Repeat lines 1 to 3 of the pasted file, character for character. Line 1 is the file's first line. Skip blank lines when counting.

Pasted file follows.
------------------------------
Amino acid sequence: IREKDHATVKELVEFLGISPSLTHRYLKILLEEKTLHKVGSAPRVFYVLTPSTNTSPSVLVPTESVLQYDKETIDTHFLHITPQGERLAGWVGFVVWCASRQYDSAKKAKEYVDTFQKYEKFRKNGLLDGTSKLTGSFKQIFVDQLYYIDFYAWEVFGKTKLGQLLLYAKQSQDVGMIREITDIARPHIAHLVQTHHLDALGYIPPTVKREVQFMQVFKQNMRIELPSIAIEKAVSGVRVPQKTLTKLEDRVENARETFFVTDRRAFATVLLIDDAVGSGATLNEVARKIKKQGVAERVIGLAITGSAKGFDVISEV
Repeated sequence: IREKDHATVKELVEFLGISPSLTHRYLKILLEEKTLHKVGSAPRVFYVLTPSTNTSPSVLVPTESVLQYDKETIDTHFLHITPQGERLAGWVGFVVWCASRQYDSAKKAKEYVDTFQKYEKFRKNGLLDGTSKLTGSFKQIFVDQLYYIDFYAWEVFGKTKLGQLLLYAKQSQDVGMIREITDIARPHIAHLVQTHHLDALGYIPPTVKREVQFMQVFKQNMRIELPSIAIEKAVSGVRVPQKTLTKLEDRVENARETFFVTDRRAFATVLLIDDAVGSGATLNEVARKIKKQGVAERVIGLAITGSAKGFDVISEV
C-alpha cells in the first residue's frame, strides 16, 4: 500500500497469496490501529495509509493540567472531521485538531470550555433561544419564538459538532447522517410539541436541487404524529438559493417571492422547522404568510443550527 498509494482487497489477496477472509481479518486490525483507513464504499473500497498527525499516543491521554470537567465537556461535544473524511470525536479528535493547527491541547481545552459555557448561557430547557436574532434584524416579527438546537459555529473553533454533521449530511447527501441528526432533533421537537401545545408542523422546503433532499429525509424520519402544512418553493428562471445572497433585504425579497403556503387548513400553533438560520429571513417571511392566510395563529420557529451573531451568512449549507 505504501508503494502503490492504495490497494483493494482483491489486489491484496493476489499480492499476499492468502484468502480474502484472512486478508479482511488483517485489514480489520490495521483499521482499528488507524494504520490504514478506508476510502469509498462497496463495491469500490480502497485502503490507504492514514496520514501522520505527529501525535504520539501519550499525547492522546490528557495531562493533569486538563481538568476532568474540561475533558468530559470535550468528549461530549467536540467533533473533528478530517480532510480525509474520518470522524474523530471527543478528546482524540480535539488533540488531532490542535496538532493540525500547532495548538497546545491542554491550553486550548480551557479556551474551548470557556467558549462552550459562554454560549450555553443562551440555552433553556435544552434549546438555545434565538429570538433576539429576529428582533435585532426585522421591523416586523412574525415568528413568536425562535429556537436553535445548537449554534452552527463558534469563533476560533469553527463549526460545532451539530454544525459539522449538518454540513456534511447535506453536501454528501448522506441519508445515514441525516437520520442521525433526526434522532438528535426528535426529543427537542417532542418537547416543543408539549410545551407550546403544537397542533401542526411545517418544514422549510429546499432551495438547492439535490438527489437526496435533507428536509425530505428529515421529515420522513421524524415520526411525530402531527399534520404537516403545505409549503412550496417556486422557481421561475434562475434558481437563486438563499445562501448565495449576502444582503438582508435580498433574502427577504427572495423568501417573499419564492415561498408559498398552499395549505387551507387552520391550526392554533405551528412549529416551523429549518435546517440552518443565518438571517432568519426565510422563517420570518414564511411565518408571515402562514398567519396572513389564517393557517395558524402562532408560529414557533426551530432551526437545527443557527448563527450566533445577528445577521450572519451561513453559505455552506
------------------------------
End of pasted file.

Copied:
Amino acid sequence: IREKDHATVKELVEFLGISPSLTHRYLKILLEEKTLHKVGSAPRVFYVLTPSTNTSPSVLVPTESVLQYDKETIDTHFLHITPQGERLAGWVGFVVWCASRQYDSAKKAKEYVDTFQKYEKFRKNGLLDGTSKLTGSFKQIFVDQLYYIDFYAWEVFGKTKLGQLLLYAKQSQDVGMIREITDIARPHIAHLVQTHHLDALGYIPPTVKREVQFMQVFKQNMRIELPSIAIEKAVSGVRVPQKTLTKLEDRVENARETFFVTDRRAFATVLLIDDAVGSGATLNEVARKIKKQGVAERVIGLAITGSAKGFDVISEV
Repeated sequence: IREKDHATVKELVEFLGISPSLTHRYLKILLEEKTLHKVGSAPRVFYVLTPSTNTSPSVLVPTESVLQYDKETIDTHFLHITPQGERLAGWVGFVVWCASRQYDSAKKAKEYVDTFQKYEKFRKNGLLDGTSKLTGSFKQIFVDQLYYIDFYAWEVFGKTKLGQLLLYAKQSQDVGMIREITDIARPHIAHLVQTHHLDALGYIPPTVKREVQFMQVFKQNMRIELPSIAIEKAVSGVRVPQKTLTKLEDRVENARETFFVTDRRAFATVLLIDDAVGSGATLNEVARKIKKQGVAERVIGLAITGSAKGFDVISEV
C-alpha cells in the first residue's frame, strides 16, 4: 500500500497469496490501529495509509493540567472531521485538531470550555433561544419564538459538532447522517410539541436541487404524529438559493417571492422547522404568510443550527 498509494482487497489477496477472509481479518486490525483507513464504499473500497498527525499516543491521554470537567465537556461535544473524511470525536479528535493547527491541547481545552459555557448561557430547557436574532434584524416579527438546537459555529473553533454533521449530511447527501441528526432533533421537537401545545408542523422546503433532499429525509424520519402544512418553493428562471445572497433585504425579497403556503387548513400553533438560520429571513417571511392566510395563529420557529451573531451568512449549507 505504501508503494502503490492504495490497494483493494482483491489486489491484496493476489499480492499476499492468502484468502480474502484472512486478508479482511488483517485489514480489520490495521483499521482499528488507524494504520490504514478506508476510502469509498462497496463495491469500490480502497485502503490507504492514514496520514501522520505527529501525535504520539501519550499525547492522546490528557495531562493533569486538563481538568476532568474540561475533558468530559470535550468528549461530549467536540467533533473533528478530517480532510480525509474520518470522524474523530471527543478528546482524540480535539488533540488531532490542535496538532493540525500547532495548538497546545491542554491550553486550548480551557479556551474551548470557556467558549462552550459562554454560549450555553443562551440555552433553556435544552434549546438555545434565538429570538433576539429576529428582533435585532426585522421591523416586523412574525415568528413568536425562535429556537436553535445548537449554534452552527463558534469563533476560533469553527463549526460545532451539530454544525459539522449538518454540513456534511447535506453536501454528501448522506441519508445515514441525516437520520442521525433526526434522532438528535426528535426529543427537542417532542418537547416543543408539549410545551407550546403544537397542533401542526411545517418544514422549510429546499432551495438547492439535490438527489437526496435533507428536509425530505428529515421529515420522513421524524415520526411525530402531527399534520404537516403545505409549503412550496417556486422557481421561475434562475434558481437563486438563499445562501448565495449576502444582503438582508435580498433574502427577504427572495423568501417573499419564492415561498408559498398552499395549505387551507387552520391550526392554533405551528412549529416551523429549518435546517440552518443565518438571517432568519426565510422563517420570518414564511411565518408571515402562514398567519396572513389564517393557517395558524402562532408560529414557533426551530432551526437545527443557527448563527450566533445577528445577521450572519451561513453559505455552506